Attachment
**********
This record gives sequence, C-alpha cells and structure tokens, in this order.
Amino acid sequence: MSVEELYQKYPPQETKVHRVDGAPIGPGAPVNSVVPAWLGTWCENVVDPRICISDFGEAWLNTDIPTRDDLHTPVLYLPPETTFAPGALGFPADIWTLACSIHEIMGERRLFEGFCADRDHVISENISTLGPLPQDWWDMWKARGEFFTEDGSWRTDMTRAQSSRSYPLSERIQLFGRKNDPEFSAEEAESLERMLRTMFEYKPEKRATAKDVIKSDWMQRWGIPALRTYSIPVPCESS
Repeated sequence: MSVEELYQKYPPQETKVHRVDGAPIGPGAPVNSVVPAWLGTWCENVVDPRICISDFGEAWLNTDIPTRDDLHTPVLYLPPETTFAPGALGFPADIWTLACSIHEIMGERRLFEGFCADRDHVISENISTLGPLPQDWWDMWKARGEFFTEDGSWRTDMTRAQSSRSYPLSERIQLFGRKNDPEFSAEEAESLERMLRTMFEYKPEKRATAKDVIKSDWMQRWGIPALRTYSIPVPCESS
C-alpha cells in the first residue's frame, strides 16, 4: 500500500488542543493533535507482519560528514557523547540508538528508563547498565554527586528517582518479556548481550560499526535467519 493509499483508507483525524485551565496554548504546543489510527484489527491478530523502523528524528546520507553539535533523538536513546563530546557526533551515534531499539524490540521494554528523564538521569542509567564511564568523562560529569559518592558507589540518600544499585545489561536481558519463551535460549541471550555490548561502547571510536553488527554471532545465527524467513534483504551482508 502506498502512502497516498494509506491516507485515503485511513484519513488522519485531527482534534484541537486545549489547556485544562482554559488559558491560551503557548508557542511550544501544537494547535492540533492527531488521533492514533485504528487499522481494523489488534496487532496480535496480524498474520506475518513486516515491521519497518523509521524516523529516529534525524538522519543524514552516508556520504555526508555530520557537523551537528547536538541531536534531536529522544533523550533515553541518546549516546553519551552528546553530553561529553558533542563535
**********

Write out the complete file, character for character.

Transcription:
This record gives sequence, C-alpha cells and structure tokens, in this order.
Amino acid sequence: MSVEELYQKYPPQETKVHRVDGAPIGPGAPVNSVVPAWLGTWCENVVDPRICISDFGEAWLNTDIPTRDDLHTPVLYLPPETTFAPGALGFPADIWTLACSIHEIMGERRLFEGFCADRDHVISENISTLGPLPQDWWDMWKARGEFFTEDGSWRTDMTRAQSSRSYPLSERIQLFGRKNDPEFSAEEAESLERMLRTMFEYKPEKRATAKDVIKSDWMQRWGIPALRTYSIPVPCESS
Repeated sequence: MSVEELYQKYPPQETKVHRVDGAPIGPGAPVNSVVPAWLGTWCENVVDPRICISDFGEAWLNTDIPTRDDLHTPVLYLPPETTFAPGALGFPADIWTLACSIHEIMGERRLFEGFCADRDHVISENISTLGPLPQDWWDMWKARGEFFTEDGSWRTDMTRAQSSRSYPLSERIQLFGRKNDPEFSAEEAESLERMLRTMFEYKPEKRATAKDVIKSDWMQRWGIPALRTYSIPVPCESS
C-alpha cells in the first residue's frame, strides 16, 4: 500500500488542543493533535507482519560528514557523547540508538528508563547498565554527586528517582518479556548481550560499526535467519 493509499483508507483525524485551565496554548504546543489510527484489527491478530523502523528524528546520507553539535533523538536513546563530546557526533551515534531499539524490540521494554528523564538521569542509567564511564568523562560529569559518592558507589540518600544499585545489561536481558519463551535460549541471550555490548561502547571510536553488527554471532545465527524467513534483504551482508 502506498502512502497516498494509506491516507485515503485511513484519513488522519485531527482534534484541537486545549489547556485544562482554559488559558491560551503557548508557542511550544501544537494547535492540533492527531488521533492514533485504528487499522481494523489488534496487532496480535496480524498474520506475518513486516515491521519497518523509521524516523529516529534525524538522519543524514552516508556520504555526508555530520557537523551537528547536538541531536534531536529522544533523550533515553541518546549516546553519551552528546553530553561529553558533542563535